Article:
(video link = http://www.youtube.com/watch?v=uRJUKALr24E)
HIGH TIMES: We’re here with Sir Richard Branson from the Virgin Empire, I guess we could call it. Thanks for coming to St. Paul to speak with us today.
Richard Branson: Yes.
HT: We just saw the film “Breaking the Taboo” and one of the major elements that was a part of this was the corruption and money being spent and a lot of the money being made by the drug cartels. However, we recently saw the big bank, HSBC, was found guilty of laundering about nine billion dollars in drug cartel money. How much of this war on drugs owes to high finance, the big banking industries, and do you see any way of breaking this war on drugs without addressing that issue?
RB: Um, I haven’t given it a lot of thought, to be honest. We’ve concentrated on whether or not the current war is doing damage to people or not doing damage to people. And the Global Commission on Drugs has come out very clearly in saying that far more damage is being done to people by the current approach than by changing it to a different approach. What we’re arguing is that drugs should be treated as a health problem, not a criminal problem, and that we should be locking up children, we shouldn’t be locking up our brothers and sisters, and we shouldn’t be locking up other people’s children and brothers and sisters. We should be helping them get back on a normal path. I think if we do that, and take drugs away from the cartels, then the problems you mention with both banks and the cartels should go away and we should be able to concentrate on helping that small minority that have issues.
HT: We saw in the film a lot of movement in South America and Central America where the leaders there – it used to be just once they got out of office they would address this problem – now we’ve got the president of Colombia addressing it in office. What do you see… is that pressure from the Organization of American States having an effect on Washington DC, and to some extent, Ottawa as well? Are they beginning to realize this is a hemispheric problem that needs to be addressed?
RB: I hope so. And I think that the fact that President Obama has not sent in the federal authorities to close down Washington State, having voted for the legalization of marijuana indicates that he would like to see some experiements and he would like to see the public’s reaction to that. So my feeling is that it could well spill over from South America to North America and the rest of the world.
HT: We’d like to see that. You saw President Clinton in the movie, referring to his brother Roger having a cocaine addiction problem and many people that I interview that are involved with trying to end the war on drugs, there’s a personal aspect to it. Is there a personal aspect in this for you that was the “aha!” moment that made you want to get involved with this? I mean, I’m sure you’ve got a lot on your plate, what made you want to get involved with this?
RB: Well, having run a record company for many years, I’ve seen, um, I’ve lost artists… someone was talking about The Sex Pistols earlier – Sid Vicious was a heroin addict. We nearly lost other artists – Boy George from Culture Club, we very nearly lost, and I’ve obviously tried to help people who’ve got problems. The police’s intervening with us helping to get them… Boy George was arrested in my home when he was actually, we had him there under treatment, set him back four or five years until he finally got himself clean. So yes, I think that those of us who’ve had personal experience in situations like this are better able to, I think, to understand the problem than those who haven’t.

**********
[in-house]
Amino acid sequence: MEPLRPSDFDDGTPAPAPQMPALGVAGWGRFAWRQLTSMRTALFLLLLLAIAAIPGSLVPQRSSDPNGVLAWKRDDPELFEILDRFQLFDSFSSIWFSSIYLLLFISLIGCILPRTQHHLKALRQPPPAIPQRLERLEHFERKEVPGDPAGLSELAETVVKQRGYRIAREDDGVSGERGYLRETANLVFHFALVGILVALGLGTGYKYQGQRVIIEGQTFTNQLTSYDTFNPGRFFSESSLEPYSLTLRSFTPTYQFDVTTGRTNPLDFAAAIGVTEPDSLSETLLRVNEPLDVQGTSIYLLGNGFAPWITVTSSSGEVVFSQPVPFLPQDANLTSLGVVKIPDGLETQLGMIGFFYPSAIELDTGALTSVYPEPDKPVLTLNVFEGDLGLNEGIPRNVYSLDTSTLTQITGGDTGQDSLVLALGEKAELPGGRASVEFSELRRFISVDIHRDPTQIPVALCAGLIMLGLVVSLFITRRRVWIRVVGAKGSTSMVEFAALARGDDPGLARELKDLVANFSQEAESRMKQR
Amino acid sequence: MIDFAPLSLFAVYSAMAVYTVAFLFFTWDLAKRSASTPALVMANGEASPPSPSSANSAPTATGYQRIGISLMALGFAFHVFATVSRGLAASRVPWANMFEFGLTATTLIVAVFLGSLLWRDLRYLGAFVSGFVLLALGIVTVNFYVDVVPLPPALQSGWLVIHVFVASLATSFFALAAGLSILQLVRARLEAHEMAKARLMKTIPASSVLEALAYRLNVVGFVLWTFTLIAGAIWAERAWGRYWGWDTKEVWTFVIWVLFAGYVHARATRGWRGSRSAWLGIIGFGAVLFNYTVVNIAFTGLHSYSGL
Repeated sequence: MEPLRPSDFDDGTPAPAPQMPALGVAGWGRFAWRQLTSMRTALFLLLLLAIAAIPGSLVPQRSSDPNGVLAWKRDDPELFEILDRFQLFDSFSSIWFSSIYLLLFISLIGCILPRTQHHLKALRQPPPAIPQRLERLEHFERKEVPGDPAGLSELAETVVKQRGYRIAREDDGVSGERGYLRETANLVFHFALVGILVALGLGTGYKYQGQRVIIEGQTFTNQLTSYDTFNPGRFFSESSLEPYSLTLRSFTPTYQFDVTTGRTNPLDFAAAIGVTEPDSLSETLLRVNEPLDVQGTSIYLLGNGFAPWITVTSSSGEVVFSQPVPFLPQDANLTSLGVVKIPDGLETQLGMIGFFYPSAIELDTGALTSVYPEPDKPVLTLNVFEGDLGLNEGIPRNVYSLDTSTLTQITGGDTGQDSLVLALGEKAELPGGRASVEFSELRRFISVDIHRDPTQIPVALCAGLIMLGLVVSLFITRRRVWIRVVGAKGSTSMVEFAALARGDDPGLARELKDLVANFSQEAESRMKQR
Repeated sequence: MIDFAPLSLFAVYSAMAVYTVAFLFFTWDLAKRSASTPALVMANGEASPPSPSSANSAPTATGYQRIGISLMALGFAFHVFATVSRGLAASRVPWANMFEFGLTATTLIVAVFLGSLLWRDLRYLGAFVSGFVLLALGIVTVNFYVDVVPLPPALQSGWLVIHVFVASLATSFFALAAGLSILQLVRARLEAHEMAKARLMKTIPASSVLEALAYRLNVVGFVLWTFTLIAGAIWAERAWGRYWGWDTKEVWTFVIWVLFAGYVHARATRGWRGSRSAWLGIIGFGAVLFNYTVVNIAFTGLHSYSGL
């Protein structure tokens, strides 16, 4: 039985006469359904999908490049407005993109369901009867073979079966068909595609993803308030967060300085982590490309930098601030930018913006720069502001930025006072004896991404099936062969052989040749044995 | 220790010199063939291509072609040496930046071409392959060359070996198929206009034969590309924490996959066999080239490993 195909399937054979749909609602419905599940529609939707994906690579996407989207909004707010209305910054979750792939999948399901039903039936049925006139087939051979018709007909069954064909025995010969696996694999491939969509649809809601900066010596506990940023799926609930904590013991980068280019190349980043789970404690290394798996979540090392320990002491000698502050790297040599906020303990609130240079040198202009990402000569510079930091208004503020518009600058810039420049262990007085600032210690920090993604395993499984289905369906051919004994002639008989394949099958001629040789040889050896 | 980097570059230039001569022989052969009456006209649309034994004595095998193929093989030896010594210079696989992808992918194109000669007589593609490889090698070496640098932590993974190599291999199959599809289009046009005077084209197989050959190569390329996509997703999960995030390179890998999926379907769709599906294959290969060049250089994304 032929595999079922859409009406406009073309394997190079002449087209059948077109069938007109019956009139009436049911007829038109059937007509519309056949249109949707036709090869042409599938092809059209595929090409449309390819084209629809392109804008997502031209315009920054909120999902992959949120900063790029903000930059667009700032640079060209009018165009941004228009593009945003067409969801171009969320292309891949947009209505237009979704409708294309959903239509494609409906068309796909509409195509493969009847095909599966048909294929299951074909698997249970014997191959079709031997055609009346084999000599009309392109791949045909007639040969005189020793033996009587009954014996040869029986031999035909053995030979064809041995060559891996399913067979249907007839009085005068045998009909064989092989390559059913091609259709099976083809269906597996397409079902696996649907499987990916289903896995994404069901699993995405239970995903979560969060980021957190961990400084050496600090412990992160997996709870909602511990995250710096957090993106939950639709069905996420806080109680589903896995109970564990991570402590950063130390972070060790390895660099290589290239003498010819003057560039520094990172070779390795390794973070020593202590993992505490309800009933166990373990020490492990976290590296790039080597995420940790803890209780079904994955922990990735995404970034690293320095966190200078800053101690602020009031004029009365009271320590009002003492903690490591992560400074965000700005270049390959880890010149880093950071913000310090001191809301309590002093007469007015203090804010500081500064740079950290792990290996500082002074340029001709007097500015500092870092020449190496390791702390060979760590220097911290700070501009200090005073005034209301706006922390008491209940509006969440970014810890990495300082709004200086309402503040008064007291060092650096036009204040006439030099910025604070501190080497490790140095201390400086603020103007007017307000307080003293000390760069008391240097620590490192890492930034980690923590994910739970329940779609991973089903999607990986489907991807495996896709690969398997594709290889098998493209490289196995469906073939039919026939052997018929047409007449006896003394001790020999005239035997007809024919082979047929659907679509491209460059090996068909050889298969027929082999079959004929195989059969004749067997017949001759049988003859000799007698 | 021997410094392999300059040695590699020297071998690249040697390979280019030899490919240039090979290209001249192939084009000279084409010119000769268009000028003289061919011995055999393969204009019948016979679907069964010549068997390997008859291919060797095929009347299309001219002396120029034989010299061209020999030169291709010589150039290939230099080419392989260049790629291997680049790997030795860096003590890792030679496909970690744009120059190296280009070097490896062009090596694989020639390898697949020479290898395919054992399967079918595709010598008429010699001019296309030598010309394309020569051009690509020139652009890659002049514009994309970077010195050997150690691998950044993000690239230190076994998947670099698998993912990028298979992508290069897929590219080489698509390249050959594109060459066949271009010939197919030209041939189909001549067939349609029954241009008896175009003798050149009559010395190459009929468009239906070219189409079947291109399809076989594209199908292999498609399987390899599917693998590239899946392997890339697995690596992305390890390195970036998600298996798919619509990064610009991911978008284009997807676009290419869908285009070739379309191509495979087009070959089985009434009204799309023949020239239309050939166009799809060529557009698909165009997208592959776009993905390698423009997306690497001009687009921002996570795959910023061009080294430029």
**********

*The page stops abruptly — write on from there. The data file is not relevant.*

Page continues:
HT: With the example of Portugal in Europe, just so close, and the Netherlands, we’re still seeing in the UK what we call in America “Reefer Madness”. I mean, Professor Nutt lost his job by saying ecstasy was safer than horseback riding, for example. Are you making efforts in Europe as well and how are the parliaments and various legislative bodies, France, Britain, Germany, reacting to this message of “Breaking the Taboo”?
RB: Well, the Global Commission on Drugs has met with the House of Commons Select Committee, and the House of Commons Select Committee came out with a report after that saying that the policy needs to be changed. And we’re hopeful that policy will be changed. Britain is better than quite a few countries in that, you know, we are – although it’s not written in law – by and large drugs are treated as a health problem. There are a lot of needle exchange centers in Britain. But there’s further they could go.
HT: While the United States has driven a lot of this drug war, much of it is tied in with international treaties at the UN level. Do you feel that the other community of nations – the European community, the South American community – can make this change without the United States getting involved, or is the United States going to have to be a part of this?
RB: Look, ideally as many countries as possible should be a part of it. And I think in some ways the United States is actually moving quite quickly with things like the medical marijuana centers cropping up throughout America. So I think, by de facto, United States in some areas is moving quicker than some other countries, and therefore it would be very hypocritical for them to continue with the current stance.
HT: Thank you. And one final question: If a person wanted to get a job with one of the Virgin companies, is there a drug test involved?
RB: I suspect for our pilots, but, uh, or our astronauts, but I doubt for any other position at Virgin.
HT: Good luck with the Global Commission, thank you for sitting down with us, and I hope Virgin Galactic takes off soon, because I want to go.
RB: It will be and I look forward to getting you up there.
HT: Thank you so much.
RB: Thank you. Cheers!